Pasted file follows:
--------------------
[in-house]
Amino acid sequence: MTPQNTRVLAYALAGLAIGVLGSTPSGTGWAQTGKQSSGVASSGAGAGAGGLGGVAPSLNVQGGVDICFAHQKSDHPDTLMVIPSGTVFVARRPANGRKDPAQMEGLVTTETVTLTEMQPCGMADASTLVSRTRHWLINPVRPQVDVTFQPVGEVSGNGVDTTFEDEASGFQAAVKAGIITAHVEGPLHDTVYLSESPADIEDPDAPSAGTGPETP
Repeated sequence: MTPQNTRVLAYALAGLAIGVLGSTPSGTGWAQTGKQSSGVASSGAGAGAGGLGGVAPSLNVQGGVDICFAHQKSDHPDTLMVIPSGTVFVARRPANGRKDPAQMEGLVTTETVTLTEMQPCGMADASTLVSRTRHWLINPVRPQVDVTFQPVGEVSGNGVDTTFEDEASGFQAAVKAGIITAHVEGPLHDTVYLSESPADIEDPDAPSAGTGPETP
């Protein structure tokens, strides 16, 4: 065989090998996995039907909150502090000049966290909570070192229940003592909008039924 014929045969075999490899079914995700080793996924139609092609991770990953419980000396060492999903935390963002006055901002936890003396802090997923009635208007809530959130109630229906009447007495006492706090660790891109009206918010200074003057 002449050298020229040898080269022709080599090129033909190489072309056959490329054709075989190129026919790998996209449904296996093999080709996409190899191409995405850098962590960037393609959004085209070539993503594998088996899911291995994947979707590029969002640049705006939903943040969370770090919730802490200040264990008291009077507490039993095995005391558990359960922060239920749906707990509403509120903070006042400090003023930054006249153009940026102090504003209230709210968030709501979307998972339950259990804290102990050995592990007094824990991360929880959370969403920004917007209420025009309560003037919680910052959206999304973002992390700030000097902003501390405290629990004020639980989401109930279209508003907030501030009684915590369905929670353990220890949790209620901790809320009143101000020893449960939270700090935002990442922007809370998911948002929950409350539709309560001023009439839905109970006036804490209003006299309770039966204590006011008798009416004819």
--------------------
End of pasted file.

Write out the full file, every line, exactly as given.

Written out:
[in-house]
Amino acid sequence: MTPQNTRVLAYALAGLAIGVLGSTPSGTGWAQTGKQSSGVASSGAGAGAGGLGGVAPSLNVQGGVDICFAHQKSDHPDTLMVIPSGTVFVARRPANGRKDPAQMEGLVTTETVTLTEMQPCGMADASTLVSRTRHWLINPVRPQVDVTFQPVGEVSGNGVDTTFEDEASGFQAAVKAGIITAHVEGPLHDTVYLSESPADIEDPDAPSAGTGPETP
Repeated sequence: MTPQNTRVLAYALAGLAIGVLGSTPSGTGWAQTGKQSSGVASSGAGAGAGGLGGVAPSLNVQGGVDICFAHQKSDHPDTLMVIPSGTVFVARRPANGRKDPAQMEGLVTTETVTLTEMQPCGMADASTLVSRTRHWLINPVRPQVDVTFQPVGEVSGNGVDTTFEDEASGFQAAVKAGIITAHVEGPLHDTVYLSESPADIEDPDAPSAGTGPETP
């Protein structure tokens, strides 16, 4: 065989090998996995039907909150502090000049966290909570070192229940003592909008039924 014929045969075999490899079914995700080793996924139609092609991770990953419980000396060492999903935390963002006055901002936890003396802090997923009635208007809530959130109630229906009447007495006492706090660790891109009206918010200074003057 002449050298020229040898080269022709080599090129033909190489072309056959490329054709075989190129026919790998996209449904296996093999080709996409190899191409995405850098962590960037393609959004085209070539993503594998088996899911291995994947979707590029969002640049705006939903943040969370770090919730802490200040264990008291009077507490039993095995005391558990359960922060239920749906707990509403509120903070006042400090003023930054006249153009940026102090504003209230709210968030709501979307998972339950259990804290102990050995592990007094824990991360929880959370969403920004917007209420025009309560003037919680910052959206999304973002992390700030000097902003501390405290629990004020639980989401109930279209508003907030501030009684915590369905929670353990220890949790209620901790809320009143101000020893449960939270700090935002990442922007809370998911948002929950409350539709309560001023009439839905109970006036804490209003006299309770039966204590006011008798009416004819």